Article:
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Do try fixing a doily on canvas. It makes for a good living room decor. Let me know how it went.

Gladioli – Another Pinterest Find

Sometimes certain patterns call out to you. As I made a doily for the doily-along in Ravelry last week, I thought I should stop, but whenever I browsed in Pinterest there would be someone who would have pinned the very same doily and I would linger over it, looking at the sheer beauty of the doily. This went on for some days and then I couldn’t resist and I immediately printed out a copy.

Once I began working on it, I realised this was more challenging than the doilies that I am used to making. This doily worked in spirals without joining and ending in each row.

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I had planned to make it in three colours and had started with beige. I even took it with me during my travel but unfortunately I had messed up the count and it didn’t look good at all. So another two days were wasted as I ripped and decided on a colour.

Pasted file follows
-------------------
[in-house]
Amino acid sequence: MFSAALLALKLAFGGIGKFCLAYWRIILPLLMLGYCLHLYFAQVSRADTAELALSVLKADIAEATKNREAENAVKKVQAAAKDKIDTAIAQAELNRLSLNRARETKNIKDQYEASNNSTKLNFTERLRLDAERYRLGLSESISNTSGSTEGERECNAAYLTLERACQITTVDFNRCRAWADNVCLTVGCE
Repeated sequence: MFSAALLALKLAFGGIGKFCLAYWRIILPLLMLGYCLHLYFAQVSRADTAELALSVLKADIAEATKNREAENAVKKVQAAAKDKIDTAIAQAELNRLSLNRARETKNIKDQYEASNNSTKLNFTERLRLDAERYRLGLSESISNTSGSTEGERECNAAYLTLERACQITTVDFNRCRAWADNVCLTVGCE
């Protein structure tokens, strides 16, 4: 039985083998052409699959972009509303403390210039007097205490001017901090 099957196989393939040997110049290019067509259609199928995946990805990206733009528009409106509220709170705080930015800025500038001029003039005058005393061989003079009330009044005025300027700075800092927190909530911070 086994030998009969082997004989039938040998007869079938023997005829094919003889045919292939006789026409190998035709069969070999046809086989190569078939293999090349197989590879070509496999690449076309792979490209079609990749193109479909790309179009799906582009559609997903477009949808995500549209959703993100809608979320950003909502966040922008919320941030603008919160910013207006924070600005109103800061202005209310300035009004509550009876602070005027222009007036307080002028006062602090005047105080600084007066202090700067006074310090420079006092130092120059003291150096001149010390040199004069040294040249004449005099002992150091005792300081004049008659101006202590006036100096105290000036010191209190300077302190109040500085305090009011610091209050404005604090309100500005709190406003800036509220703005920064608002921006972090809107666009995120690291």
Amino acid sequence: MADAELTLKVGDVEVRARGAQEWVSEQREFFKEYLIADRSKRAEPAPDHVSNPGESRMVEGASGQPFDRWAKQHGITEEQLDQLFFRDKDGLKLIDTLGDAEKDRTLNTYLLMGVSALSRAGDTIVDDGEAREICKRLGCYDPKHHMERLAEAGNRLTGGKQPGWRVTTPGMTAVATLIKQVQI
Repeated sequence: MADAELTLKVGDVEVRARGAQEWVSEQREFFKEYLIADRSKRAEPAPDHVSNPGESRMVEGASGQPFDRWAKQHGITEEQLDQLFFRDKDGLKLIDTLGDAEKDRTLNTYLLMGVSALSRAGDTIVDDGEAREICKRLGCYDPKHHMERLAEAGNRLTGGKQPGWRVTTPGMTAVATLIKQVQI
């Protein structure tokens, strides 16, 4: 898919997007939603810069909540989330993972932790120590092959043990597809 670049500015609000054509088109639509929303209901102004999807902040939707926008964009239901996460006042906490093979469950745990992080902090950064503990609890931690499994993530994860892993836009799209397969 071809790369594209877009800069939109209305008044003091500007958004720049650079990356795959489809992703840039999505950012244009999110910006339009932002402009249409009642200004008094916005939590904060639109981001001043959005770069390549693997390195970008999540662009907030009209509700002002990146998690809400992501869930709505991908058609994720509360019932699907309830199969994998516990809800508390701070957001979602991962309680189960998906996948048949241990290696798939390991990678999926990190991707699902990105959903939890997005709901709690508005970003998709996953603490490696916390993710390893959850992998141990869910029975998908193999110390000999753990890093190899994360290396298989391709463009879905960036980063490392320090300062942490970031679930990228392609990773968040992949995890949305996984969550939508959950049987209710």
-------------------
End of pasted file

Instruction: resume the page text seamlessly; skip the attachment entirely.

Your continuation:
However, this time I enlarged the picture and printed a better pattern and began in earnest with a Baroque thread in sea green. But all was not well. The thread, which I thought would be sufficient, was not enough, so I decided to do only the center flowers in green and give a white border. This doily is also a thread guzzler. I have almost finished the 50 gm ball of white. The center of the doily is done using regular treble on one side of the flower and post stitches on the other half, which gives a raised look and beautiful texture.